ECOLOGIC : Looking back to make a change

02-Jan-2020 : Pavitra Sriprakash, Director and Chief Designer at Shilpa Architects Planners Designers writes a weekly column on Sustainability for The New Indian Express titled “ECOLOGIC”. This week’s article is about looking back on 2019.

Full article below: (Also available at The New Indian Express Website)

Looking back to make a change

As we introspect on how we have lived in the past and think about making new resolutions for living better in the upcoming years, let us also pause and think about the issue of climate change. For many of us, this still feels like something so far removed from daily living that it does not warrant much deep thinking — it is easier for us to go about our lives thinking this is too large a problem for us as individuals and someone, somewhere in some lab or institute is coming up with great solutions to this big problem of our time. As a look back, I wanted to touch upon news headlines from 2019 that are all linked to that one large issue that connects us all — our planet and the fact that our climate is changing.

Whether it is floods or wildfires — these cause immense damage to the environment and urban areas alike. Kerala, Maharashtra and Karnataka are among the top states that were flood affected in 2019 — total death tolls are at 200 and about one million have been displaced due to floods in 2019. Floods cause a lot of damage and are very expensive to fix. People lose their homes, their belongings and sometimes their cars during floods — all of which is very hard to insure against. On the other side of the world, the Amazon was ablaze with uncontrollable fires — a record 80,000 that was an 80 per cent jump over the previous years. While it seems a necessity to clear the forests to make agricultural land for people to raise livestock and have meat — it is coming at a great price to the planet — Each of us benefit from the health of the Amazon.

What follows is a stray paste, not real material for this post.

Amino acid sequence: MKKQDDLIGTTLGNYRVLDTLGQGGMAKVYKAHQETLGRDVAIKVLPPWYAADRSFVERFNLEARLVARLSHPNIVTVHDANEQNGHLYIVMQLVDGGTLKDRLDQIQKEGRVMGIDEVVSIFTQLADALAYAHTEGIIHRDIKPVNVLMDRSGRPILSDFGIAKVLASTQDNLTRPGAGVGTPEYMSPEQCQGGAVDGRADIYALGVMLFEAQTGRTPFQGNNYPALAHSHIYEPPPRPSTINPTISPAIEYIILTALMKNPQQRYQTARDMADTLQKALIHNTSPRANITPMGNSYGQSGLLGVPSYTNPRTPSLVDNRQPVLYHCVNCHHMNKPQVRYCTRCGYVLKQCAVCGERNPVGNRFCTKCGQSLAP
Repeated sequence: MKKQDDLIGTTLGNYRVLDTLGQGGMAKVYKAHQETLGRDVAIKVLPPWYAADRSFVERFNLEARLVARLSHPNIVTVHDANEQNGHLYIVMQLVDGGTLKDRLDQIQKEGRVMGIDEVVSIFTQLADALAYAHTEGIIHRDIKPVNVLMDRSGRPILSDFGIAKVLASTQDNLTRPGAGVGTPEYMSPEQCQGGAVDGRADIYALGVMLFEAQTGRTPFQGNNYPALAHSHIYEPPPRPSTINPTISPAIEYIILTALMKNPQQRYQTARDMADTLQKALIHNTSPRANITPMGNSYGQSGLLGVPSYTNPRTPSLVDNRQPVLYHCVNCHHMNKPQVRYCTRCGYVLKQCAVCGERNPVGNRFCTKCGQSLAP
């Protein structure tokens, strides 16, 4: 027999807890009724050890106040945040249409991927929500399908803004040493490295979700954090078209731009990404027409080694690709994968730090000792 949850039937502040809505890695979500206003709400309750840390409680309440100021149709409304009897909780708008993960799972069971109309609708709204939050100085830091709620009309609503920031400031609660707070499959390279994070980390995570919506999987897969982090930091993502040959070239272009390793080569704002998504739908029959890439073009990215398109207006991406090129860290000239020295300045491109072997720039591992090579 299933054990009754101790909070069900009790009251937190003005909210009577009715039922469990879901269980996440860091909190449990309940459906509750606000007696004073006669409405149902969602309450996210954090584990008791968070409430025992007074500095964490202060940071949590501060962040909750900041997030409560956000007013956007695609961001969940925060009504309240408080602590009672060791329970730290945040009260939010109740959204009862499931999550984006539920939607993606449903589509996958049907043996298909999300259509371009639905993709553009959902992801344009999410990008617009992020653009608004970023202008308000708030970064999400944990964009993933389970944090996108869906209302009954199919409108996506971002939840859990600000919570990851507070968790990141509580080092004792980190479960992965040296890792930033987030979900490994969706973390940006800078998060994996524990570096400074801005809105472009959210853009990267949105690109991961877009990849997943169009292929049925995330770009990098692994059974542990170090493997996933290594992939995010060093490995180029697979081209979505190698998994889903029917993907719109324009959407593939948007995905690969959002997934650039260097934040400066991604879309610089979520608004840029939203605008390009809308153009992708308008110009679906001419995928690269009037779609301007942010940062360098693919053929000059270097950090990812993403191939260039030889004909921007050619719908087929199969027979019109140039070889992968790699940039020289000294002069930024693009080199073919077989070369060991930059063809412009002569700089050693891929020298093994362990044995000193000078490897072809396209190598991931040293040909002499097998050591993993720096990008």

The Amazon plays a huge role in pulling planet-warming greenhouse gases out of the atmosphere by taking in CO2 and releasing oxygen. Simply put, without it, climate change speeds up With the Air Quality Index (AQI) of the NCR hitting almost 500, there was a scare of hazy skies and a surge in the AQI for Tamil Nadu going up to 300. With worsened air quality, people are prone to allergies and asthma attacks. Ground-level ozone, a major component of smog, can also cause coughing, chest tightness or pain, decrease lung function and worsen asthma and other chronic lung diseases.

The prices of onions soared in recent months in Chennai with news of imports from Ethiopia coming in to meet demands. While there are several reasons for higher food prices, climate change is a major factor. Extreme weather affects livestock and crops, and droughts can have impacts on the stability and price of food. In our case, we increased our carbon footprint even further by having to import a food item, causing further greenhouse gases to be emitted. As global temperatures continue to rise, climate change will affect our wallets, our health, our safety, and our lives. And while there are ways to adapt on a personal level, some of these changes are going to become more severe and unavoidable over time. The best way to protect ourselves in this decade of 2020 is to support policies and measures that cut carbon emissions and enhance climate resilience.